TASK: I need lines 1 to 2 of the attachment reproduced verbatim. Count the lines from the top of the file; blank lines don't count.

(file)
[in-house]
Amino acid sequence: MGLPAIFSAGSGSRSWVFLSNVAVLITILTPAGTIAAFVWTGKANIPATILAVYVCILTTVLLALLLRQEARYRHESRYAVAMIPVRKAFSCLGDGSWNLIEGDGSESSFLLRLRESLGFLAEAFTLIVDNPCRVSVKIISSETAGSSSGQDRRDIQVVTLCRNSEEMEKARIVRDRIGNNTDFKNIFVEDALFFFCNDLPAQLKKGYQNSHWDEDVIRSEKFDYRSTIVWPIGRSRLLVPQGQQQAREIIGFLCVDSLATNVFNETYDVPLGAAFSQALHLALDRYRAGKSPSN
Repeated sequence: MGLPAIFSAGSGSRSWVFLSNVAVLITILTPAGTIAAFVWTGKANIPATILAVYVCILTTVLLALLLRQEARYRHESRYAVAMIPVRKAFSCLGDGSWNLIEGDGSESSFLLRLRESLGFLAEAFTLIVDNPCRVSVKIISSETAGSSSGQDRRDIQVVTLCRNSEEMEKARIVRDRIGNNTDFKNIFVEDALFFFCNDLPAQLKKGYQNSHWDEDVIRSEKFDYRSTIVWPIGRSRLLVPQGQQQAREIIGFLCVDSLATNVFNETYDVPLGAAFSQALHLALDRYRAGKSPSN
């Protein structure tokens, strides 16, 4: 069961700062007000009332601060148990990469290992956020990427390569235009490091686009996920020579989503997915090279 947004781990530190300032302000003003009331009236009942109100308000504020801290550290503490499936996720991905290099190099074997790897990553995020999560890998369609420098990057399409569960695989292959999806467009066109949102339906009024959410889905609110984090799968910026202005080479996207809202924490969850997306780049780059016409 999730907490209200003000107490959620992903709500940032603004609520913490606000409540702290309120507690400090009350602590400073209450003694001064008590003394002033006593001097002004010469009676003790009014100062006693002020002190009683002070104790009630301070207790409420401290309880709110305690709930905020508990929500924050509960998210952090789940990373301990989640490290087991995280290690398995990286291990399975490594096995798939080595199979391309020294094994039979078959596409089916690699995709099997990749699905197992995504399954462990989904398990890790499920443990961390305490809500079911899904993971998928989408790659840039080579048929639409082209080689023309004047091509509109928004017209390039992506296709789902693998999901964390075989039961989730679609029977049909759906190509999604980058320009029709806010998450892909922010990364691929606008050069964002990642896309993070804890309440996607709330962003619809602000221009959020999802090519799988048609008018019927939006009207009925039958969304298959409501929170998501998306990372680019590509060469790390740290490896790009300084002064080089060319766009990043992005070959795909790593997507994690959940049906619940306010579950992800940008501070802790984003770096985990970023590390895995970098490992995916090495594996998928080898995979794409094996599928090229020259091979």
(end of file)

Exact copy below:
[in-house]
Amino acid sequence: MGLPAIFSAGSGSRSWVFLSNVAVLITILTPAGTIAAFVWTGKANIPATILAVYVCILTTVLLALLLRQEARYRHESRYAVAMIPVRKAFSCLGDGSWNLIEGDGSESSFLLRLRESLGFLAEAFTLIVDNPCRVSVKIISSETAGSSSGQDRRDIQVVTLCRNSEEMEKARIVRDRIGNNTDFKNIFVEDALFFFCNDLPAQLKKGYQNSHWDEDVIRSEKFDYRSTIVWPIGRSRLLVPQGQQQAREIIGFLCVDSLATNVFNETYDVPLGAAFSQALHLALDRYRAGKSPSN